Mission for food sovereignty continues as Leech Lake cuts ribbon on Leech Lake Market
Though the day was chilly, excitement filled the air as more than 100 Leech Lake Tribal Council and community members took part in a ribbon cutting ceremony for the newly acquired Leech Lake Market, formerly Teal’s Market, on Thursday afternoon.
CASS LAKE -- Though the day was chilly, excitement filled the air as more than 100 Leech Lake Tribal Council and community members took part in a ribbon cutting ceremony for the newly acquired Leech Lake Market, formerly Teal’s Market , on Thursday afternoon.
“This is the day the Leech Lake Band takes ownership of its food sovereignty and security,” Leech Lake Gaming Division Director and emcee Michael Auger said ahead of the event.
Following food sovereignty discussions starting around 2007, the Leech Lake Band of Ojibwe gained ownership of the market from longtime owner Roger Teal, whose family has operated grocery stores since 1942.
Seventy-nine years ago members of the Teal family opened what was originally known as the Red Owl grocery store in Cass Lake, and now the Leech Lake Band is setting out to accomplish its vision of attaining increased food security and sovereignty.
“It’s bittersweet, but I think passing the torch to the Leech Lake Band is a natural fit,” Teal said during the ceremony. “Our customers are well-deserving of this. I want to welcome (the Leech Lake Band) and I’m sure you guys will do it proud.”
RELATED: Leech Lake Nation acquires Teal’s Market in Cass Lake
The Teal family, made up of Roger, wife Cheryl and daughters Andrea, Jennifer, Cassandra and Amber, has partnered with the council for previous projects. These include an $80,000 investment of the Leech Lake Tribal College library a few years ago and assisting the council with bulk food purchases when the coronavirus pandemic struck last year.
“My main excitement is taking our first steps in creating our own food systems,” said Leech Lake Tribal Council District 3 Rep. LeRoy Staples Fairbanks III. “We need to be profitable, but it doesn’t need to be because we sold the most pop, chips and candy. We need to understand what we are marketing to our consumers. The real profit margin will be when we are getting the community to buy more healthy options, and figuring out how to make that accessible for any income-level family.”
Gaining tribal control over food production and distribution and healthy alternatives were common threads of discussion throughout most of the speeches during the event.
“We have more resources, more opportunity, more amazing things we can do,” National Indian Gaming Association Chairman Ernie Stevens, Jr. said. “But, we are not going to be healthy until we take this stand and (the food sovereignty movement) seriously to create a better tomorrow. To get rid of diabetes, cancer -- these evils that have taken so many of our loved ones.”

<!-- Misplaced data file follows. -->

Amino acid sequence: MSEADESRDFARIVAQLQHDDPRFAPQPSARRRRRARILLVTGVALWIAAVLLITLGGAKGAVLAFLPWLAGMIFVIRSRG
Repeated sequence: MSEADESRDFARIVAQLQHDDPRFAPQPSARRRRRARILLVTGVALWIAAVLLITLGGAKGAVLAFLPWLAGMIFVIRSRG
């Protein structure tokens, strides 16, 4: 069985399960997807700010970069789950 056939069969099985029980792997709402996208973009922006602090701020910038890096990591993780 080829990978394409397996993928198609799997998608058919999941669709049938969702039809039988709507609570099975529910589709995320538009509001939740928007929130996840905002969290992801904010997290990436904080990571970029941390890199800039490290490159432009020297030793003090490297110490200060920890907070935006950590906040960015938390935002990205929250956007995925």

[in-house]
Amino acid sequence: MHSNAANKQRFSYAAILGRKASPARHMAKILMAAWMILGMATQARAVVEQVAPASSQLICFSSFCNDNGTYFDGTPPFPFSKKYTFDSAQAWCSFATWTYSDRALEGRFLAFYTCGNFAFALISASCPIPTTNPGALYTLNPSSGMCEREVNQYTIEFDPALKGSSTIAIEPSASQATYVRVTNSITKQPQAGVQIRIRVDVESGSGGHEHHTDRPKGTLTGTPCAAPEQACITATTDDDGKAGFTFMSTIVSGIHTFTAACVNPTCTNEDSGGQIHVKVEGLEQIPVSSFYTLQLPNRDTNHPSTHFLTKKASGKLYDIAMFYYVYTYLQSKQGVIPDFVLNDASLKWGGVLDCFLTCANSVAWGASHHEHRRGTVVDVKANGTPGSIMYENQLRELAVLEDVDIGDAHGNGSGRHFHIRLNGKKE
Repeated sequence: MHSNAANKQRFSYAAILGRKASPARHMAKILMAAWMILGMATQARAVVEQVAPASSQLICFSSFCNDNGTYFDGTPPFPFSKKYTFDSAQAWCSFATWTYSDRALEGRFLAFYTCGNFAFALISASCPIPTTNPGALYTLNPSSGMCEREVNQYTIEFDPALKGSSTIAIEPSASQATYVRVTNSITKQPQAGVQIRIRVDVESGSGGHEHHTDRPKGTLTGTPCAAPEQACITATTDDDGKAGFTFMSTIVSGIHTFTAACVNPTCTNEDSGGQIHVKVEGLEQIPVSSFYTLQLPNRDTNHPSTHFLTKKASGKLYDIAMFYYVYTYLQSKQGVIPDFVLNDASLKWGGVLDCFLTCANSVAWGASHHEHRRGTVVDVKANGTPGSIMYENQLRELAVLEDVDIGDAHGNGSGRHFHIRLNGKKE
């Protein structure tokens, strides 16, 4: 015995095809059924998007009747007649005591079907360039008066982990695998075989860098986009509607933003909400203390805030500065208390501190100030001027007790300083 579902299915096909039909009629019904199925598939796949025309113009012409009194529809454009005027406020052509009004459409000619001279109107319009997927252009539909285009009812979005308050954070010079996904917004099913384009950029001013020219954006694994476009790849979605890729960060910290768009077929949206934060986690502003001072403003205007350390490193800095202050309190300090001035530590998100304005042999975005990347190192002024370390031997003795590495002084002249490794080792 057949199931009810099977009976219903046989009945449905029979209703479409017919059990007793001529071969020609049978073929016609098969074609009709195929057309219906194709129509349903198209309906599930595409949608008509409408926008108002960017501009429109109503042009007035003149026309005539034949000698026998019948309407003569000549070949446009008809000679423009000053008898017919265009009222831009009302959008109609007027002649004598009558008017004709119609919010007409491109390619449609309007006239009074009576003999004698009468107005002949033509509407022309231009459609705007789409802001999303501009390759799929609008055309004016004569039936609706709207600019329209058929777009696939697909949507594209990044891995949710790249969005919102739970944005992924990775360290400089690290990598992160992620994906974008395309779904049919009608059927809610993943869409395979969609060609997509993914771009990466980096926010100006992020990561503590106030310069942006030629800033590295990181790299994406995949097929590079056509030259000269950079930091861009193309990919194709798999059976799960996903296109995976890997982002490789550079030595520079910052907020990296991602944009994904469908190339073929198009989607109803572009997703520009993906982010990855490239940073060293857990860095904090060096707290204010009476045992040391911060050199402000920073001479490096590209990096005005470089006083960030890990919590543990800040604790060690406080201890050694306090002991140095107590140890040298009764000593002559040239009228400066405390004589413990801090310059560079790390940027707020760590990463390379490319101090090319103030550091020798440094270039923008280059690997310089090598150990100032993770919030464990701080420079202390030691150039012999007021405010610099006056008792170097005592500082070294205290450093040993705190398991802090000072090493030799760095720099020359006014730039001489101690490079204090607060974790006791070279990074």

Stevens then detailed how several Indigenous nations contributed to being the 11th biggest employer in the United States pre-pandemic, being up there with the likes of Walmart and Amazon.
“Between direct gaming jobs and indirect gaming jobs, we had over 600,000 jobs,” Stevens said. “When (post-pandemic employment) numbers came out, it was projected we’d be down 50%. When our numbers came out, they were actually down 20%. That is almost a miracle when you consider what we’ve been through.”
Stevens also mentioned how Leech Lake, Red Lake and other tribal nations helped throughout the pandemic including delivering masks and assisting with vaccinations, further illustrating a commitment to health and safety.
“Today, we’re taking a big step forward not just in economic development or gaming, but in safety, health and creating a better tomorrow for all of Indian Country,” Stevens said in closing.
With possession of the now Leech Lake Market, the council met with all 80 employees who have happily kept their jobs during the transition.
“They’re a part of our team, and we welcome them with the idea that they will still be working here with us,” Leech Lake Tribal Chairman Faron Jackson said. “We always try to look at it as a circle, as we’re all inclusive here. We’re all in this together.”
Other speakers included the Leech Lake Secretary-Treasurer Archie LaRose and District 1 Rep. Robbie Howe.
Cutting the ribbon
A blessing and Ojibwe Nation drum song preceded the speeches, while the official ribbon cutting and tour of Leech Lake Market immediately followed.
“Let’s make this business official: Leech Lake Market,” Auger proclaimed as the ribbon was cut to the crowd’s applause and enthusiasm.
A meal was provided for all those in attendance to close out the event, and while the market was technically closed, attendees were eager to take a moment to tour the store and warm up for a bit before enjoying some lunch.
The name change is the only modification planned for the store. It will continue to operate under store manager Jay Hinkemeyer and assistant store manager Bruce Sondrol. The store will open as Leech Lake Market tomorrow, Oct. 22.
Along with Leech Lake Market, the Leech Lake Band of Ojibwe also owns and operates Cedar Lakes Casino-Hotel and Leech Lake Supply Company in Cass Lake; Leech Lake Express in Cass Lake and Walker; Shingobee on the Bay and Northern Lights Casino, Hotel and Event Center in Walker; and White Oak Casino in Deer River.